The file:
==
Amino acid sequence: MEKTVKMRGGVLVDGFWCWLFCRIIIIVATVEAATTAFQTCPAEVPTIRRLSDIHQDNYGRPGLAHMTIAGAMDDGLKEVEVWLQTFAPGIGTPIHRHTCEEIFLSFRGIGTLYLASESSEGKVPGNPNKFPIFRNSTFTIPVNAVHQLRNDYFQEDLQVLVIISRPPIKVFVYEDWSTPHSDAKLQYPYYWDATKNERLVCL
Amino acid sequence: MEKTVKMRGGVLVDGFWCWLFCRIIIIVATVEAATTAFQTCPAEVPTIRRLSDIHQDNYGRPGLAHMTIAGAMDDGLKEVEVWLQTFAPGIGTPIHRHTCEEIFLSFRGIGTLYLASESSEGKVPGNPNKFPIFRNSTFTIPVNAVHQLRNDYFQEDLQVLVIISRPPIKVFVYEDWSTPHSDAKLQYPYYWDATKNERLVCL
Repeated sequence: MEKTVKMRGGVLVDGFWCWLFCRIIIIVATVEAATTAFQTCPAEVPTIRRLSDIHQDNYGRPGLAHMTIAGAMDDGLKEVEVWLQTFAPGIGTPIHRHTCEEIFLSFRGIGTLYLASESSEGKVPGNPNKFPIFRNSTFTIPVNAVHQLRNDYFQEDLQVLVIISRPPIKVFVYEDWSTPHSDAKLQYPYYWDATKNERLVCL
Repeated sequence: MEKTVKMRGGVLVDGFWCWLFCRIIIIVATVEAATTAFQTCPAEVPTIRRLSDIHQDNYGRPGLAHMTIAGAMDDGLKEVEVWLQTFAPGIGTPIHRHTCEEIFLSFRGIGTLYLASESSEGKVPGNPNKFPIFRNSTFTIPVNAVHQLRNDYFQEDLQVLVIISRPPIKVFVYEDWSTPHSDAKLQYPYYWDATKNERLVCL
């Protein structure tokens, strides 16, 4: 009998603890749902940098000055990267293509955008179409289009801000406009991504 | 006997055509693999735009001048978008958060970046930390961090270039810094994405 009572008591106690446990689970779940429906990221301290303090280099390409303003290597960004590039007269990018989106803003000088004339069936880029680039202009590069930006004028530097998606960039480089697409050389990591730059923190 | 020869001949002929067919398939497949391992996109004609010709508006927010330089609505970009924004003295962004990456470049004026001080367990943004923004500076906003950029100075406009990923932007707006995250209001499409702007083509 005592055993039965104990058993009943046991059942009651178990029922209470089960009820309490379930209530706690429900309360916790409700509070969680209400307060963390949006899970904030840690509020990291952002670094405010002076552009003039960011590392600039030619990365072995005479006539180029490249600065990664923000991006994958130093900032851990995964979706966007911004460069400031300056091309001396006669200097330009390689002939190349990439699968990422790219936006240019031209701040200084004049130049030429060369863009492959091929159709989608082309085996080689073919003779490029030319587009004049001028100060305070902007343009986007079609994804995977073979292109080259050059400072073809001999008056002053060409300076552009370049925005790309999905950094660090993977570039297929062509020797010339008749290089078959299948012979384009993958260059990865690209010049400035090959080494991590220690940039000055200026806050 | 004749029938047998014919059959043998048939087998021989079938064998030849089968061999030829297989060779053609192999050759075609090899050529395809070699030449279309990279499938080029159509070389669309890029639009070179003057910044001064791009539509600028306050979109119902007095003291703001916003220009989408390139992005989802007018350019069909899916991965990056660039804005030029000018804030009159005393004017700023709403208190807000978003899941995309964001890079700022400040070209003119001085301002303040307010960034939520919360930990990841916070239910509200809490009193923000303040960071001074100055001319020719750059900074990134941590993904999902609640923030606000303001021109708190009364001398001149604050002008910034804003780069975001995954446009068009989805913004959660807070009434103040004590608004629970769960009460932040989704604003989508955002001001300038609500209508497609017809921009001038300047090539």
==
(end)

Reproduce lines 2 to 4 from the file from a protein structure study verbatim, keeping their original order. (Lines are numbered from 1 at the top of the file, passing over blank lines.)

Amino acid sequence: MEKTVKMRGGVLVDGFWCWLFCRIIIIVATVEAATTAFQTCPAEVPTIRRLSDIHQDNYGRPGLAHMTIAGAMDDGLKEVEVWLQTFAPGIGTPIHRHTCEEIFLSFRGIGTLYLASESSEGKVPGNPNKFPIFRNSTFTIPVNAVHQLRNDYFQEDLQVLVIISRPPIKVFVYEDWSTPHSDAKLQYPYYWDATKNERLVCL
Repeated sequence: MEKTVKMRGGVLVDGFWCWLFCRIIIIVATVEAATTAFQTCPAEVPTIRRLSDIHQDNYGRPGLAHMTIAGAMDDGLKEVEVWLQTFAPGIGTPIHRHTCEEIFLSFRGIGTLYLASESSEGKVPGNPNKFPIFRNSTFTIPVNAVHQLRNDYFQEDLQVLVIISRPPIKVFVYEDWSTPHSDAKLQYPYYWDATKNERLVCL
Repeated sequence: MEKTVKMRGGVLVDGFWCWLFCRIIIIVATVEAATTAFQTCPAEVPTIRRLSDIHQDNYGRPGLAHMTIAGAMDDGLKEVEVWLQTFAPGIGTPIHRHTCEEIFLSFRGIGTLYLASESSEGKVPGNPNKFPIFRNSTFTIPVNAVHQLRNDYFQEDLQVLVIISRPPIKVFVYEDWSTPHSDAKLQYPYYWDATKNERLVCL